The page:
UK Child death Rates too High

English: Skull and crossbones

English: Skull and crossbones (Photo credit: Wikipedia)

A shocking new study has revealed that almost five in every 1,000 children born in the UK die before the age of five, the highest death rates in Europe, with  UK children more likely to die very young than in any other western European country other than the island of Malta, something report authors of this global study found surprising in  a country with free, universal healthcare.

It was a global study conducted by Seattle based IHME -Institute of Health Metrics and Evaluation – researchers, which found that in 2012, 3,000  UK children died before their first birthday. Deaths among such young children are directly attributed to poverty and deprivation being experienced in the UK, cuts in welfare having a terrible impact.

The report concluded that deaths of babies under the age of one tended to happen in deprived households, where such infants typically have a low birth-weight, whilst between the ages of one and five, most deaths were linked to injuries, accidents and serious diseases.

US death rates are the worst recorded, at 6.6 child deaths per 1,000 births, but the healthcare system there is far different from that in the UK, where rate of 4.9 is unacceptably high, and almost twice that of Iceland, as well as lagging well behind Sweden, Finland and Norway. Report authors were amazed, the UK having made so many significant advances in public health over the years.

IHME director Dr Christopher Murray commented that these higher than expected IK child death rate figures are a stark reminder that, even as worldwide child mortality rates are declining, countries need to examine what they are doing to keep youngsters safe. Royal College of Paediatrics and Child Health Dr Ingrid Wolfe also published a report saying that the UK is no longer the best place in the world to grow up.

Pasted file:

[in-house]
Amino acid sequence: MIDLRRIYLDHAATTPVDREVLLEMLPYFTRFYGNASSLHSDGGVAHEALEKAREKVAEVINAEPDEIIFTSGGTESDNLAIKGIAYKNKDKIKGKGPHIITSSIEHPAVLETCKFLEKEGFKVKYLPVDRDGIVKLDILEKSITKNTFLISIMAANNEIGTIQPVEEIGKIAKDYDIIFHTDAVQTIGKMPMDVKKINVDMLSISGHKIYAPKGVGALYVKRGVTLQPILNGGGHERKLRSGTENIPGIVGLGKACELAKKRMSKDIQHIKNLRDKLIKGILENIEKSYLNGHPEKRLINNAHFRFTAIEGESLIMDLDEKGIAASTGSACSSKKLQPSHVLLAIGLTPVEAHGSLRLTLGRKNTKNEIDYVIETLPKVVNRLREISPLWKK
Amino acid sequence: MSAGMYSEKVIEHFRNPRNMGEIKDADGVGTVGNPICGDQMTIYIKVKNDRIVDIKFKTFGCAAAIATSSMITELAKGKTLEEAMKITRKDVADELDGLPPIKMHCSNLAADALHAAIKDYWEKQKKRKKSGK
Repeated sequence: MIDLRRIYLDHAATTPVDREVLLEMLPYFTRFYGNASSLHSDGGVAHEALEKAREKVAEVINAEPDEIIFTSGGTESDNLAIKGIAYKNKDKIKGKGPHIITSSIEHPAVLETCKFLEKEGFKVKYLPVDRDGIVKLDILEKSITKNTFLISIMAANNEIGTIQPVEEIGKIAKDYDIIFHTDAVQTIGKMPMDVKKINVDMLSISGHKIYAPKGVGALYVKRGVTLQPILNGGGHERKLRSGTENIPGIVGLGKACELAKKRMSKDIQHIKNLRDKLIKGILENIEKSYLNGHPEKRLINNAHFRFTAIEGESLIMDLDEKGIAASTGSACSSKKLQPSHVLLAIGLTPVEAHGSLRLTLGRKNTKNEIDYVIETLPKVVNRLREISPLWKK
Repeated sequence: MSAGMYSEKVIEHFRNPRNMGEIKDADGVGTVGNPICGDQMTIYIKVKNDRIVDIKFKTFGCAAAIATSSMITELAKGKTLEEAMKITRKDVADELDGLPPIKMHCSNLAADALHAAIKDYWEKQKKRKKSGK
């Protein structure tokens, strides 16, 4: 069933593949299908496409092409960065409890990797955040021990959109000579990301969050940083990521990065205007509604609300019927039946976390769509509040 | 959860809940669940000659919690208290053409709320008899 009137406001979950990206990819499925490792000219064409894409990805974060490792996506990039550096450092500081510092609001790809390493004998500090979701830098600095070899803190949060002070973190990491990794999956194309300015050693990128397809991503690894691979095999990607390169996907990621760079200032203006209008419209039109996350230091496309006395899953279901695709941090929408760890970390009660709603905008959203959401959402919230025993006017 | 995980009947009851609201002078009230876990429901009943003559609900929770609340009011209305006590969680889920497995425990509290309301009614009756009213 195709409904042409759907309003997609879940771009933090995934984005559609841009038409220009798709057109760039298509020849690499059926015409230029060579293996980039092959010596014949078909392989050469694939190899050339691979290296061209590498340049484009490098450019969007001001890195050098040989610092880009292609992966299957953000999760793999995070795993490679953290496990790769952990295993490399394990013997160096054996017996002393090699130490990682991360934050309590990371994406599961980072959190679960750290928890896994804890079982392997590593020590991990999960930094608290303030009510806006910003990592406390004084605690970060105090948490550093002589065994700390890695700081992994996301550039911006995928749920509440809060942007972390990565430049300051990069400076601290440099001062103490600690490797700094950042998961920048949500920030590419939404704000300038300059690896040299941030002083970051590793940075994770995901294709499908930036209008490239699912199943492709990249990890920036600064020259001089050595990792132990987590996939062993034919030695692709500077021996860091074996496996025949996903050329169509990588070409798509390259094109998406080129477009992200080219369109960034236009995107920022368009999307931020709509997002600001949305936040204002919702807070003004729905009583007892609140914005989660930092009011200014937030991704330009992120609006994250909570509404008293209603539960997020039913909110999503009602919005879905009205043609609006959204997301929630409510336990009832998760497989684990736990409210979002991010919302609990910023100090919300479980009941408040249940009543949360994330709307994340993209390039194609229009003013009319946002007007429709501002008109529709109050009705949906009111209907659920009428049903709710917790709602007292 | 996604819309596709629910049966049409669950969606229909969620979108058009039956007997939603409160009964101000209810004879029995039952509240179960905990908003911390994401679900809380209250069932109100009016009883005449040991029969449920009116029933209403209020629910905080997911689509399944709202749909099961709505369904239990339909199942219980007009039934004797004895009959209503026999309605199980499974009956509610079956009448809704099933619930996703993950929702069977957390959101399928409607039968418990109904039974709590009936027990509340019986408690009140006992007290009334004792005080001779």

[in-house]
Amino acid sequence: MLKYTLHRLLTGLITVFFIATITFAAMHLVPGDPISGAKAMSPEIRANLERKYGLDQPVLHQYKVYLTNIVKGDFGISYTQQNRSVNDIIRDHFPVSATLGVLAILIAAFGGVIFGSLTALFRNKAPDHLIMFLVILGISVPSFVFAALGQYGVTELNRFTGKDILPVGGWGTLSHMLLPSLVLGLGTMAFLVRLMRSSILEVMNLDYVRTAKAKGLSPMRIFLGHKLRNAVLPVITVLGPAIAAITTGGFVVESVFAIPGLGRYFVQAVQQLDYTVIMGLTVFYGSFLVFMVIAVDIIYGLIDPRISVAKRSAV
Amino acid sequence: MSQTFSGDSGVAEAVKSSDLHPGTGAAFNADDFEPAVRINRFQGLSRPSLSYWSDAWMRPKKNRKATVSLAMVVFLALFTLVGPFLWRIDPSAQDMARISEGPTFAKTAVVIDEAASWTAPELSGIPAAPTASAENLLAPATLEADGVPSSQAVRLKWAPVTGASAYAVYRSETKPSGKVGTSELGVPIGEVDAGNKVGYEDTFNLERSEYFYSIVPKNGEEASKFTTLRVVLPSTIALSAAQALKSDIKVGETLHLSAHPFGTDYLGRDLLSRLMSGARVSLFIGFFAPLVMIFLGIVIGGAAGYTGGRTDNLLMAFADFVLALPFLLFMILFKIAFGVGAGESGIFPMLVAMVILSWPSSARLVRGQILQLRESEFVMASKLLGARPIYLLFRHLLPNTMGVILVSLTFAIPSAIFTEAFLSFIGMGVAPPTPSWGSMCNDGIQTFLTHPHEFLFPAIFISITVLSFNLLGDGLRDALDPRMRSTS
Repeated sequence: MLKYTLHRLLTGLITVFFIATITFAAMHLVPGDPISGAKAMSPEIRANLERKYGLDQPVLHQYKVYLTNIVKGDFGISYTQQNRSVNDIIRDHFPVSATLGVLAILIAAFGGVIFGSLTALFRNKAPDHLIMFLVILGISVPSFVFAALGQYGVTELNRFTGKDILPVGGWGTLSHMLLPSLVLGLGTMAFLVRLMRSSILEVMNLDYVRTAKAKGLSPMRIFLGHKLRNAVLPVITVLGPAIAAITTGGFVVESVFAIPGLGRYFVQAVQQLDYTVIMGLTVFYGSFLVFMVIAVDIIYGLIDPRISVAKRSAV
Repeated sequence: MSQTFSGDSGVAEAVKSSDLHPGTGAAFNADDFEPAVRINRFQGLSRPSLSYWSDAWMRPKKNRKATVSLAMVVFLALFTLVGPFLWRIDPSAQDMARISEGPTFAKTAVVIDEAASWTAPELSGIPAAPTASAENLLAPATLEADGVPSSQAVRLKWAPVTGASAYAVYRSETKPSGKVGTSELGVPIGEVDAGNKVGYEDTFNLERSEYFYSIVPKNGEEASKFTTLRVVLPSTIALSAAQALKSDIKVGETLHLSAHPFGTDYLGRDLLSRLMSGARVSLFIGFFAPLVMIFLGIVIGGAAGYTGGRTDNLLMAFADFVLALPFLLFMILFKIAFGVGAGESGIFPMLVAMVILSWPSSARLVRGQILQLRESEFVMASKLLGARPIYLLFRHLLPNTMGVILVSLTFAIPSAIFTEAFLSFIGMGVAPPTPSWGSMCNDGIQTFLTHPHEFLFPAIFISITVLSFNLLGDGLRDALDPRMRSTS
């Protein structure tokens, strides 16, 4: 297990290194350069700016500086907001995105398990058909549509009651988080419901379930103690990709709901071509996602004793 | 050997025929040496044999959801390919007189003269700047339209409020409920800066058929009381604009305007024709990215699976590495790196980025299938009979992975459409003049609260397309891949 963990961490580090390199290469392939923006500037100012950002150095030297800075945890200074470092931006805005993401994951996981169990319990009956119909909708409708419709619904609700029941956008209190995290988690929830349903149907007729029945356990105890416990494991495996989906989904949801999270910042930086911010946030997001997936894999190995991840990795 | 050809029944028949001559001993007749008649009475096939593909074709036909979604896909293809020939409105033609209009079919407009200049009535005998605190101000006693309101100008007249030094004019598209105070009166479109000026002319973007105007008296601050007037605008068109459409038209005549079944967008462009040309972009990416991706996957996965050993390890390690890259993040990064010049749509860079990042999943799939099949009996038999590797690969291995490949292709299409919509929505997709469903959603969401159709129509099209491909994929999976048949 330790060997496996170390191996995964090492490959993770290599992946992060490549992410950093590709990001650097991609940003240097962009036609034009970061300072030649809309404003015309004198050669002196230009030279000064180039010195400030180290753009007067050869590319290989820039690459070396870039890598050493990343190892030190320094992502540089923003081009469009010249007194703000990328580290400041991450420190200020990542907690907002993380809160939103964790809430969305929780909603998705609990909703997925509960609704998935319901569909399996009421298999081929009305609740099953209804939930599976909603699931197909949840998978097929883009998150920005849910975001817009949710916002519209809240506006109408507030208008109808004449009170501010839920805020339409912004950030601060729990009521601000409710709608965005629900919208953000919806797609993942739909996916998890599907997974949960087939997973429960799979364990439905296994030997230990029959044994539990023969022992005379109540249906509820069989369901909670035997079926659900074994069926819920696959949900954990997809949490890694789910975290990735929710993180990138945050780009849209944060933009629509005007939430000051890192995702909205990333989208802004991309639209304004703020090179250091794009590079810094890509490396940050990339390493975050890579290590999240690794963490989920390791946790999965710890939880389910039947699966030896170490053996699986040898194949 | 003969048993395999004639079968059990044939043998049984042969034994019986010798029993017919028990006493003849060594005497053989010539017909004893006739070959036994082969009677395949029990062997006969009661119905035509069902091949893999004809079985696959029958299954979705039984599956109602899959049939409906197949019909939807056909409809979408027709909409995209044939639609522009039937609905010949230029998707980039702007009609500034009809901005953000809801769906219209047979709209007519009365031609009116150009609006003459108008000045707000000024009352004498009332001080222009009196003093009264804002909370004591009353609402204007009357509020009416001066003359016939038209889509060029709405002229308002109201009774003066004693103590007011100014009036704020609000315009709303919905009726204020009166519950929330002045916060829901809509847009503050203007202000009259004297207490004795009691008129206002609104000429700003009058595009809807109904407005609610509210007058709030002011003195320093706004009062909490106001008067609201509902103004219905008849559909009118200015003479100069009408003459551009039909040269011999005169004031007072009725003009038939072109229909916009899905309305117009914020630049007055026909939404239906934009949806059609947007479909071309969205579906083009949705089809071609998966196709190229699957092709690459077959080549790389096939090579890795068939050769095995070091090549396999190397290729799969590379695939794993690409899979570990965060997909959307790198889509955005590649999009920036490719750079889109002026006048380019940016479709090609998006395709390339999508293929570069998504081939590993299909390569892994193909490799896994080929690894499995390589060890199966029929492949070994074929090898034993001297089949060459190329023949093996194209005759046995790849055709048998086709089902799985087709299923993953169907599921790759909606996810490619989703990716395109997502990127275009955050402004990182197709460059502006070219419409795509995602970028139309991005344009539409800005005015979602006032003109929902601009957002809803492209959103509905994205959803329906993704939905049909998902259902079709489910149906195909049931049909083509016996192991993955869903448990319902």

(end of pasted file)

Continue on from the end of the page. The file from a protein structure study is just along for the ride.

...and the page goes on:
Politicians, it seems, are simply not taking child health seriously enough, possibly due to a UK wide poor organisation of children’s health services, and until politicians take child health more seriously, newborns and older children will probably continue to suffer and die for no good reason.

The figures show that UK child deaths are high in comparison to the rest of western Europe, and higher for the under-fives than in countries such as South Korea, Australia, Israel and Japan. This damning report, by the National Children’s Bureau called call for an end to the UK welfare cap, which is impacting fatally on young children. In response, health minister  Dan Poulter retorted that the government investment in children is aimed at giving every child the very best start in life, and though more needs to be done, health inequalities are soon to become a thing of the past, though when exactly is unclear.

Shadow public health minister Luciana Berger called these reported child death rates to be a tragedy not befitting a civilised country, that welfare cap needing to be set at a regional level to make fairer, but the Department of Health commented that this was a matter for the Treasury, so there seems no immediate prospect of a solution being found to this scandalous state of affairs.

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